And I think that while there are excellent kits available at retailers and online, it is better to build your own kit.
So the Federal Emergency and Management Agency recommends to have at least these in your kit. I think that most of what is listed is all good to have. But some of it should be separated out.
I really recommend that you should have a separate pet kit. We have two dogs and both are healthy. But I think that if you have both people and dog emergency stuff in one bag, it creates more work than necessary. This is very helpful information provided by the ASPCA. The most important thing that is not on their list but the most obvious is food and water. Try to have a week's supply of their regular dog food and water, probably err on the side of more water and even food if necessary. They will be nervous because they will not be in their usual routine and dogs especially are creatures of habit.
So, what about that people kit? What about food and water for us? And what about our medications?
Let's start with the medicine first. Try to get your doctor and insurance company to provide at least an extra week's worth. If the insurance is informed that it is for emergency preparedness, that should not be a problem. But, here is something dicey. What if you have medicine that needs to be kept cool like insulin? In reality, you can keep insulin at room temperature for at least 28 days. So more than likely once the disaster happens and the power goes out, one of the last things to do is to check the fridge and get the kind of stuff like insulin out and put with the other medicines in your kit.
So the food that one should have is probably some freeze-dried, high protein food. Again, it should be enough to last at least a week. The infamous MREs or Meals Ready to Eat are available at Also there is camping/freeze dried food usually available at a sporting goods store. Sports Chalet is a good one in the So Cal area. But if you don't mind a wait there is a fully prepared option available at Cheaper Than Dirt. I like this option because it covers at least a week and beyond.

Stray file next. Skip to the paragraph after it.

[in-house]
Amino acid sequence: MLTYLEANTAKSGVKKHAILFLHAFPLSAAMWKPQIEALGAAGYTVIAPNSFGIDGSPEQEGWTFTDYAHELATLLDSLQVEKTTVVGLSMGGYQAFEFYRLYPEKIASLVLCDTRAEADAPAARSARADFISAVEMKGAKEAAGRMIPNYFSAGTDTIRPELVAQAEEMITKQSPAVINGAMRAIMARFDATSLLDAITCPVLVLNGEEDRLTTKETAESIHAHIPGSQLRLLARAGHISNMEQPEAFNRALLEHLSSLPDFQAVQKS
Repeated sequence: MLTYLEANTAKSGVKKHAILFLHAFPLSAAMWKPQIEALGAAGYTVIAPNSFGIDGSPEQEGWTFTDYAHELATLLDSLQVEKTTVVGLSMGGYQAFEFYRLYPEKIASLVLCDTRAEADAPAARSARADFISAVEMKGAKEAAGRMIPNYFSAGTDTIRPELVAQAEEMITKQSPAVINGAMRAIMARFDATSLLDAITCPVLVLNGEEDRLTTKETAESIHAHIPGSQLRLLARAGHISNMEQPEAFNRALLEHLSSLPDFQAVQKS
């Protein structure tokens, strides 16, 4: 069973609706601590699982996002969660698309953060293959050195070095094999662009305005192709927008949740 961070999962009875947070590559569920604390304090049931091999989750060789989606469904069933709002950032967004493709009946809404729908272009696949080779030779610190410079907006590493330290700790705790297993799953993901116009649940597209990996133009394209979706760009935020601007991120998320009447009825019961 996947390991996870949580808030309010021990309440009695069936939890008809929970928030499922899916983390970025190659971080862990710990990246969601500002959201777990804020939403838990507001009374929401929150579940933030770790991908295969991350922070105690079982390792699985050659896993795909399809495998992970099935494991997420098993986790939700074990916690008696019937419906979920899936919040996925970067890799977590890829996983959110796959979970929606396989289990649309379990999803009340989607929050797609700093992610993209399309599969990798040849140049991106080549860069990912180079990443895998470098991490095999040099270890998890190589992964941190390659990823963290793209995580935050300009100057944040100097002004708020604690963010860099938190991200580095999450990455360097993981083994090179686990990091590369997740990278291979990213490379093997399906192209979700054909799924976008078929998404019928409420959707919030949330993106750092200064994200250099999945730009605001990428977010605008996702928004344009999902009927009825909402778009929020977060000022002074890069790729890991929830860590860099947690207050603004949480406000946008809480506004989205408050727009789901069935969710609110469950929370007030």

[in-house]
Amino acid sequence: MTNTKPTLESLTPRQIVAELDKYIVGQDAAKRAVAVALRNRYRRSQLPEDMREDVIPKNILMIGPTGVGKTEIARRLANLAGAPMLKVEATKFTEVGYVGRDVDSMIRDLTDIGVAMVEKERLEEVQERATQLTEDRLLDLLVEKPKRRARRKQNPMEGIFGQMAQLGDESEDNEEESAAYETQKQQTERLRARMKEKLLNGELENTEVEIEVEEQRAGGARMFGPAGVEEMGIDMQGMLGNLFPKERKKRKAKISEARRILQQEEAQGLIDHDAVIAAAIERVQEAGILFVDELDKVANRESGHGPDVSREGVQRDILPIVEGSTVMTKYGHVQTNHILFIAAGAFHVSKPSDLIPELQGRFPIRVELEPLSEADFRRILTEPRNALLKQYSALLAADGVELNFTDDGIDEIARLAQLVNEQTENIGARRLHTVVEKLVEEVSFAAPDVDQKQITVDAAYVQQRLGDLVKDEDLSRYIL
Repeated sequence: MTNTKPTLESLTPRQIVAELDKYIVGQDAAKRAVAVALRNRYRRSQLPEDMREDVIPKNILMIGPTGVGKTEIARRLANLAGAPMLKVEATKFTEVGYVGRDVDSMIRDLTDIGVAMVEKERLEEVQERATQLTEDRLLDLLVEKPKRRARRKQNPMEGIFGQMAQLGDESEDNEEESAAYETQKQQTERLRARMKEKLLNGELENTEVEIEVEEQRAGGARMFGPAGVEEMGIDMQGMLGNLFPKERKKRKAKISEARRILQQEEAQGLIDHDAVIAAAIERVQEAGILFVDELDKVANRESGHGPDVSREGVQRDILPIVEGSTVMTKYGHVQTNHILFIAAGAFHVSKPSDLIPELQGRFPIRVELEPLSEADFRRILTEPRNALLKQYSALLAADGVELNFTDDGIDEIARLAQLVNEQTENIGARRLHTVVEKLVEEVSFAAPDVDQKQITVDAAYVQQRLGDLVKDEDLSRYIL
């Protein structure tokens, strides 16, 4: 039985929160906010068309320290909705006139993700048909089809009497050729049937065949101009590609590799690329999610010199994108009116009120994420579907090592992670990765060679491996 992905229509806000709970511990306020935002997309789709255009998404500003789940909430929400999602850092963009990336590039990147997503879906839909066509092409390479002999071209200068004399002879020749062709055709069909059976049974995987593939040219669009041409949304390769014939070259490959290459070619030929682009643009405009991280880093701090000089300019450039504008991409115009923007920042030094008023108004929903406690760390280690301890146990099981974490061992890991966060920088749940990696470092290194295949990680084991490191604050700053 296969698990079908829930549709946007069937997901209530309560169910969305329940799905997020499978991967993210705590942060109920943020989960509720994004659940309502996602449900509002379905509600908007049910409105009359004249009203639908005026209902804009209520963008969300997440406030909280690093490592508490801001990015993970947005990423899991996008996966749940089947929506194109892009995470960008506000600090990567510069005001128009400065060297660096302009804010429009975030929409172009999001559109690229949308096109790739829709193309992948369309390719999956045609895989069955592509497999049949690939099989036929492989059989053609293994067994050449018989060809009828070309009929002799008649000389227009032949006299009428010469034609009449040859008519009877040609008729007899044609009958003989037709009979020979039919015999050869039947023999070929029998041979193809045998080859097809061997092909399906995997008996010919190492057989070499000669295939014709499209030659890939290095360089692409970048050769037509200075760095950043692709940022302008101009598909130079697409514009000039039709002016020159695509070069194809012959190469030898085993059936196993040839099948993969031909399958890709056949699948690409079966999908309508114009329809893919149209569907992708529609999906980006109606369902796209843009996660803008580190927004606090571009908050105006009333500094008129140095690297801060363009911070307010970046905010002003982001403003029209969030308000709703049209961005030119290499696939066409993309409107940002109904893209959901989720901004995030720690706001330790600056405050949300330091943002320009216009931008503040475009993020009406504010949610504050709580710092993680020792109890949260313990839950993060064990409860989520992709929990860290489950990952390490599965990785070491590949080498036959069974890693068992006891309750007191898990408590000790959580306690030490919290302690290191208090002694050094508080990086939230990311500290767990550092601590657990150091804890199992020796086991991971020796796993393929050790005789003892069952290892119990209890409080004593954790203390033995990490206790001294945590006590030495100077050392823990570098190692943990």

That is why I believe building your own kit is best. Because you can tailor-make it to suit your needs.
And make sure to have at least water, enough for two weeks no matter what. And the same for the medical supplies portion.
Definitely have all different sizes of Band-aids, a couple of rolls of gauze, scissors, anti-biotic cream, wet-wipes that will clean an area where you may be cut. This is a good guide to build on or if you choose to buy.
I noted that you should have at least a kit for people and a kit for pets. But you should also have at least a rudimentary emergency kit in your car. That can be the 72 hour one. You can and should also have the pet stuff in that one. If you are all out in the car when disaster strikes, it may take quite a while to get home.
All of this is not meant to panic anyone. This is the reality of living in Earthquake Country. We all must be prepared. And we have to be realistic. That means do not count on the fire department, paramedics and or police and or National Guard to get to your area. And here is something to keep in mind. If you live in a higher-income area, that will be where they go. Also to the business districts. If you live in a lower-class area or Lower Slobovia, more than likely you already have the survival instinct in you. THAT is where people will survive. But long-term survival means adding supplies to make sure you are not a total victim.
Last night was a reminder that we all need to be prepared. This is a little reminder and a hope that someone will think about it and get ready.